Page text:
One of the more nonsensical elements of modern college life is the widespread coexistence of coed bathrooms and ridiculously expansive sexual-harassment policies. On the one hand, colleges aggressively seek to break down gender differences, yet on the other, they try to create a zone of entitlement that prevents any sort of offense. The two goals are not compatible.
Case in point: Green Mountain College in Vermont. There, a student sued, claiming the school has an obligation to provide separate male and female bathrooms under Vermont building codes. According to the student’s father, the student did not know the college offered only coed bathrooms in her dorm, and when she complained, the college still refused to enforce any sort of gender separation (even though it nominally designated men’s and women’s restrooms). According to her father, men would routinely disrobe in front of his daughter and often used the restroom without closing stall doors (which would pretty much define “bad naked“).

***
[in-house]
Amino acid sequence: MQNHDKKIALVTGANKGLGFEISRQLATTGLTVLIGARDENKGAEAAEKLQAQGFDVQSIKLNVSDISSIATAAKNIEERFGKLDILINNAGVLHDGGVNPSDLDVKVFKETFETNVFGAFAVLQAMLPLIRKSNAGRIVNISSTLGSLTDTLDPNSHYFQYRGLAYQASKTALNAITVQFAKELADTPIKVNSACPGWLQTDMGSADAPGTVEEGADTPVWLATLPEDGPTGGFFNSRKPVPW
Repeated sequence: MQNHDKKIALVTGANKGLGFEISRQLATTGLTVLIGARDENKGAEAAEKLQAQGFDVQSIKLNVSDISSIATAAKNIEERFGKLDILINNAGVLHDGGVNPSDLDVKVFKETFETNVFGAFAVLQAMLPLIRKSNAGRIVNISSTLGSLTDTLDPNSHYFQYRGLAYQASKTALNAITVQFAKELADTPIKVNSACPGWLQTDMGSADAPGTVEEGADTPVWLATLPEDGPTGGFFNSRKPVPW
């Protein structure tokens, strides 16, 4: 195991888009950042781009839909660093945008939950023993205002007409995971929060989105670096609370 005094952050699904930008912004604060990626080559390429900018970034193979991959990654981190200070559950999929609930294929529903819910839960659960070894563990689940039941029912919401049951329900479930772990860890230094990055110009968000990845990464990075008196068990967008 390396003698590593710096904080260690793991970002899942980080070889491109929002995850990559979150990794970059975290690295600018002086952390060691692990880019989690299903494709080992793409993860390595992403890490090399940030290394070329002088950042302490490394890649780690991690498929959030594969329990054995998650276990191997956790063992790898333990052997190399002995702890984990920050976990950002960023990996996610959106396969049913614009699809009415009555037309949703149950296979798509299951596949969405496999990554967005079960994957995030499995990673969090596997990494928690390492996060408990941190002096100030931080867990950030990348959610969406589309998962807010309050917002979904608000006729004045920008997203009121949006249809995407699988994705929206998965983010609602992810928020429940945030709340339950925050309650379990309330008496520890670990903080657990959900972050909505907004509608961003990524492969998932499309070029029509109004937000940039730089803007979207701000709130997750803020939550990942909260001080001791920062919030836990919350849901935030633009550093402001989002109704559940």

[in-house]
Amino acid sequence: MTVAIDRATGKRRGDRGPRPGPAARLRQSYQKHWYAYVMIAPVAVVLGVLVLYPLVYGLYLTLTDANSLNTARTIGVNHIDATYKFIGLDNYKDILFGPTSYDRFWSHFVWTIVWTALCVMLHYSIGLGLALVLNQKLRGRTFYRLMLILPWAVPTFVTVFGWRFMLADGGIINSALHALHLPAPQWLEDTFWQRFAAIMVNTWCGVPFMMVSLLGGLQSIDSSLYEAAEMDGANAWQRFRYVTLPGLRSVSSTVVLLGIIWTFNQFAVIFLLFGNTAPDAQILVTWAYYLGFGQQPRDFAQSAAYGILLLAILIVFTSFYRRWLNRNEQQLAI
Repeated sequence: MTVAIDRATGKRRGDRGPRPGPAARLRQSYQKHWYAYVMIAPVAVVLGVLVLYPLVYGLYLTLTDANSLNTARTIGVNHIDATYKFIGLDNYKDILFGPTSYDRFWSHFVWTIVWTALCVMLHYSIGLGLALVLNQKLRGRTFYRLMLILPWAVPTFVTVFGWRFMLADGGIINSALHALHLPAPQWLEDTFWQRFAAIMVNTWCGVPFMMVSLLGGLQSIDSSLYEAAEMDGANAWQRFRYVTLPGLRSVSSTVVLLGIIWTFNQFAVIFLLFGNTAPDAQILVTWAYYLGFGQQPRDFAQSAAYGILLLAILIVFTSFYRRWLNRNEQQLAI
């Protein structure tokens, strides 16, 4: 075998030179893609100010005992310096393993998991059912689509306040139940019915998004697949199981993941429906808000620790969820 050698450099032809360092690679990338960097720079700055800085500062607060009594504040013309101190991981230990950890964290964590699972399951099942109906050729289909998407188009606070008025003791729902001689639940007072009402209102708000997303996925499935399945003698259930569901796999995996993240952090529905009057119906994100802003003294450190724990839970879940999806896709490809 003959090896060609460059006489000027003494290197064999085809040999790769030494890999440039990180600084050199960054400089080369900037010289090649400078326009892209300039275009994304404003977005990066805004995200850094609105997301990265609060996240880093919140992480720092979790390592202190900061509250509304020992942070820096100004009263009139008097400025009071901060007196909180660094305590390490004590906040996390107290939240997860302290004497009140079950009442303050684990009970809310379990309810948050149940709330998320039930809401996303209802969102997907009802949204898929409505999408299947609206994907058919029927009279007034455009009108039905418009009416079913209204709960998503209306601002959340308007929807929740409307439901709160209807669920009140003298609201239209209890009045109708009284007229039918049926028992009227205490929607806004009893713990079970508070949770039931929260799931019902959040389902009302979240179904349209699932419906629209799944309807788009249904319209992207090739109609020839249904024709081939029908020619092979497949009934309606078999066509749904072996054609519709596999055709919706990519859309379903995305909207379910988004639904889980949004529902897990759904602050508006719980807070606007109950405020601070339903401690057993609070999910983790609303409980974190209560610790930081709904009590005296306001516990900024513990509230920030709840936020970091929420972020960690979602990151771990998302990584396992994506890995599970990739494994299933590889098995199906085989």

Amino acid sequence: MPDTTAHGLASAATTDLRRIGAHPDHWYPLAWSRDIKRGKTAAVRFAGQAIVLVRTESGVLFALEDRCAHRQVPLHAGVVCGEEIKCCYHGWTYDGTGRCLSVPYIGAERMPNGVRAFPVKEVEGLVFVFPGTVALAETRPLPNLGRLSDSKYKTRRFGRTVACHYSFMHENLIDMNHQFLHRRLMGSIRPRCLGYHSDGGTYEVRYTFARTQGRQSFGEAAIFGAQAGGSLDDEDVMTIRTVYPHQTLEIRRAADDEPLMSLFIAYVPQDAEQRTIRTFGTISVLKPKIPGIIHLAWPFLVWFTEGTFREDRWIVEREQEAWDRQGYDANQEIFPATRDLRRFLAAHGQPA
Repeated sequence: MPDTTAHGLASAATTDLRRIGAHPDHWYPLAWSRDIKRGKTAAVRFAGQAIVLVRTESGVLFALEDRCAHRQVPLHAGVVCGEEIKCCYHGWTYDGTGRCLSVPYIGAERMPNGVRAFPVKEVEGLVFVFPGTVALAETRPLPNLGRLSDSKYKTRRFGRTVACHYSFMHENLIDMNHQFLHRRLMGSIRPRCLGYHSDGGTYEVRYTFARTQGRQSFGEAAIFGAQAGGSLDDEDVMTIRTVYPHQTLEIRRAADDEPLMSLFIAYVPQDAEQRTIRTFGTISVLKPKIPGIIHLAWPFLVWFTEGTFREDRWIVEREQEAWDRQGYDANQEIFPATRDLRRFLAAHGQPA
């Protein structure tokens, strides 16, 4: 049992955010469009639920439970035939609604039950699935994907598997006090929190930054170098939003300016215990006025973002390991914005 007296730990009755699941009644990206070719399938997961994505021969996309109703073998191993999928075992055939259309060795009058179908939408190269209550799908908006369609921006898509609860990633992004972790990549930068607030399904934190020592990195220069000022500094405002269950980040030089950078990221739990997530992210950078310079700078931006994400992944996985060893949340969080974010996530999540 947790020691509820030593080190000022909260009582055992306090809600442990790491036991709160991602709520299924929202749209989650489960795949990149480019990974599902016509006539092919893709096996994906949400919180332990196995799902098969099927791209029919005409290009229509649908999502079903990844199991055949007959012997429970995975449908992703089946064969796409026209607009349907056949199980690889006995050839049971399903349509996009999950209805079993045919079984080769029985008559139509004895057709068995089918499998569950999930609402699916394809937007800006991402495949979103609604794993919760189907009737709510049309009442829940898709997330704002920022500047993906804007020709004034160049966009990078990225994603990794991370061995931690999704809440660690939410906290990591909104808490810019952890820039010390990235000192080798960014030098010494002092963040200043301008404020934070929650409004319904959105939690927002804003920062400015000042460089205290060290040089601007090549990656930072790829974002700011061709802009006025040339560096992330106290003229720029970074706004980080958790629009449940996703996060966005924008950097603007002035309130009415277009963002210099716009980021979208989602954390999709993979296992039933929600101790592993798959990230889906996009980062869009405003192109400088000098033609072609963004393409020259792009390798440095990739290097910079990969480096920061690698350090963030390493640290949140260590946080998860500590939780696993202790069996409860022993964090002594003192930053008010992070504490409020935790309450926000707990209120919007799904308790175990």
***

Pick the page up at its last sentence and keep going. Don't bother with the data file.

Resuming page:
Curious as to the school’s stance on nakedness, I looked up its student handbook. Lo and behold, it has a sexual-harassment policy so broad that it would be laughably unconstitutional at a public university. Among the many, many things it prohibits is “exposing one’s self” (even once) if that causes a “reasonable individual worry, trouble, or concern.”
So is a university defending in court acts of sexual harassment prohibited by its own student handbook? Is it intentionally creating conditions where sexual harassment (as it defines the term) is inevitable? Such is the mixed-up world of the modern campus. After all, in the hierarchy of concerns, blurring gender differences trumps preventing indecent exposure.